Thursday, October 25, 2018

Who Comes First?

Ethical dilemmas are often posed in the scenario of a crisis situation.  If there are only so many seats on a lifeboat, or so much space in a bomb shelter, whom do you take in and whom do you turn away?  It is presumed that the choices people make in a difficult situation reveal their true values.

The same is said of companies who face a crisis, and people watch to see “who comes first?” as a way of gauging the company’s ethical values.  Propaganda aside, whose interests does a company seek to protect when a crisis arises? Do the managers set up golden parachutes from themselves?  Do they seek to protect profits?  Or do they take care of their customers and employees?

There is a strong distaste for firms that put profits first, and the widespread perception that when companies are faced with a product recall, this is an opportunity for the firm to show their true colors and demonstrate whether they care about customers.  Particularly in industries where human life is at stake, people expect firms to put profits aside and do the right thing – as almost every firm will claim it does when there is no crisis at hand.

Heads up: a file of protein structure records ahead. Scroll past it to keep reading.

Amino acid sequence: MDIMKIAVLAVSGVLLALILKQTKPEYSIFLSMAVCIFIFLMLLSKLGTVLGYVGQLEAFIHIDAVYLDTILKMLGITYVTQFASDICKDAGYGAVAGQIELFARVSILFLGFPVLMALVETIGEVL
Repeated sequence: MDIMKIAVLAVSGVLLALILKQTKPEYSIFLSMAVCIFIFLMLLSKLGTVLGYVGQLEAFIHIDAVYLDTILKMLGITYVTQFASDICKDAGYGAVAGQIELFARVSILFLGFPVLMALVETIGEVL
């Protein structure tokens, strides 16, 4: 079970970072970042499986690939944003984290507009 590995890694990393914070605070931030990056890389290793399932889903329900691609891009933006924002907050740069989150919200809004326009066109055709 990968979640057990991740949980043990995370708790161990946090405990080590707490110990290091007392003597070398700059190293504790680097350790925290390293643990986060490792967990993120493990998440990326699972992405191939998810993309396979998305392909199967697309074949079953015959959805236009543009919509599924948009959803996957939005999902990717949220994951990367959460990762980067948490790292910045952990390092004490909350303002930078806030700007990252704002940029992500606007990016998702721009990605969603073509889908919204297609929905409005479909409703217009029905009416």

Unfortunately, the traditional approach of companies is first to attempt to cover up the incident so that no-one will ever realize that a mistake was made.   If it cannot be hidden, to maintain a stiff upper lip and show no sign of panic so that people think that they are well in control of the situation.   This sort of cold reserve that gives battlefield commanders the mien of valor comes off as being cold and unconcerned, or even ignorant or in denial, in non-emergency situations.

There is some merit to the notion that people will recall companies that have to issue defects as being incompetent, but survey results do not bear that out.  No-one expects perfection, and the majority of people recognize that even the best-run companies can make mistakes.

And if this bears out, then it is correspondingly true that very few people will assume that a company that makes a mistake is entirely incompetent.   Accidents will happen, and the true competence of the firm is not in producing perfection, but in responding competently when mistakes occur.

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